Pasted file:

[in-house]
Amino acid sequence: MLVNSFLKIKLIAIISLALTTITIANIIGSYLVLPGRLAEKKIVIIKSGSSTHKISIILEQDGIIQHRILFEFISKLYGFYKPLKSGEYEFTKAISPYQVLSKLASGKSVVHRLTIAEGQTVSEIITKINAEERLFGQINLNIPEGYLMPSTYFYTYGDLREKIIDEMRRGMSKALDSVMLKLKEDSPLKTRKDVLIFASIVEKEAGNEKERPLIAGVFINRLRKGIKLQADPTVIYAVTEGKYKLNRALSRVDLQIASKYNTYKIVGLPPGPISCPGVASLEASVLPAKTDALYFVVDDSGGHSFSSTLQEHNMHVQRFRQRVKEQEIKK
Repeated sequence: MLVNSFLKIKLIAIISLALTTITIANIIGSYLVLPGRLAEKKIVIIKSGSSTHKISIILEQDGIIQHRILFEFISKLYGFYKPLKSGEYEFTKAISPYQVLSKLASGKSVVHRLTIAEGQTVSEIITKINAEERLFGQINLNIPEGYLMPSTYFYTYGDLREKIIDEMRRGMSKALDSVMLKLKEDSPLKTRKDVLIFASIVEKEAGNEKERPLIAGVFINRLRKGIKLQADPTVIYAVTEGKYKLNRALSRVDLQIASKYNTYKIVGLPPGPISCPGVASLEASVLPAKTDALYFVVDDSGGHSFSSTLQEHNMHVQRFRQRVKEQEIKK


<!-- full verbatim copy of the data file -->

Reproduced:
[in-house]
Amino acid sequence: MLVNSFLKIKLIAIISLALTTITIANIIGSYLVLPGRLAEKKIVIIKSGSSTHKISIILEQDGIIQHRILFEFISKLYGFYKPLKSGEYEFTKAISPYQVLSKLASGKSVVHRLTIAEGQTVSEIITKINAEERLFGQINLNIPEGYLMPSTYFYTYGDLREKIIDEMRRGMSKALDSVMLKLKEDSPLKTRKDVLIFASIVEKEAGNEKERPLIAGVFINRLRKGIKLQADPTVIYAVTEGKYKLNRALSRVDLQIASKYNTYKIVGLPPGPISCPGVASLEASVLPAKTDALYFVVDDSGGHSFSSTLQEHNMHVQRFRQRVKEQEIKK
Repeated sequence: MLVNSFLKIKLIAIISLALTTITIANIIGSYLVLPGRLAEKKIVIIKSGSSTHKISIILEQDGIIQHRILFEFISKLYGFYKPLKSGEYEFTKAISPYQVLSKLASGKSVVHRLTIAEGQTVSEIITKINAEERLFGQINLNIPEGYLMPSTYFYTYGDLREKIIDEMRRGMSKALDSVMLKLKEDSPLKTRKDVLIFASIVEKEAGNEKERPLIAGVFINRLRKGIKLQADPTVIYAVTEGKYKLNRALSRVDLQIASKYNTYKIVGLPPGPISCPGVASLEASVLPAKTDALYFVVDDSGGHSFSSTLQEHNMHVQRFRQRVKEQEIKK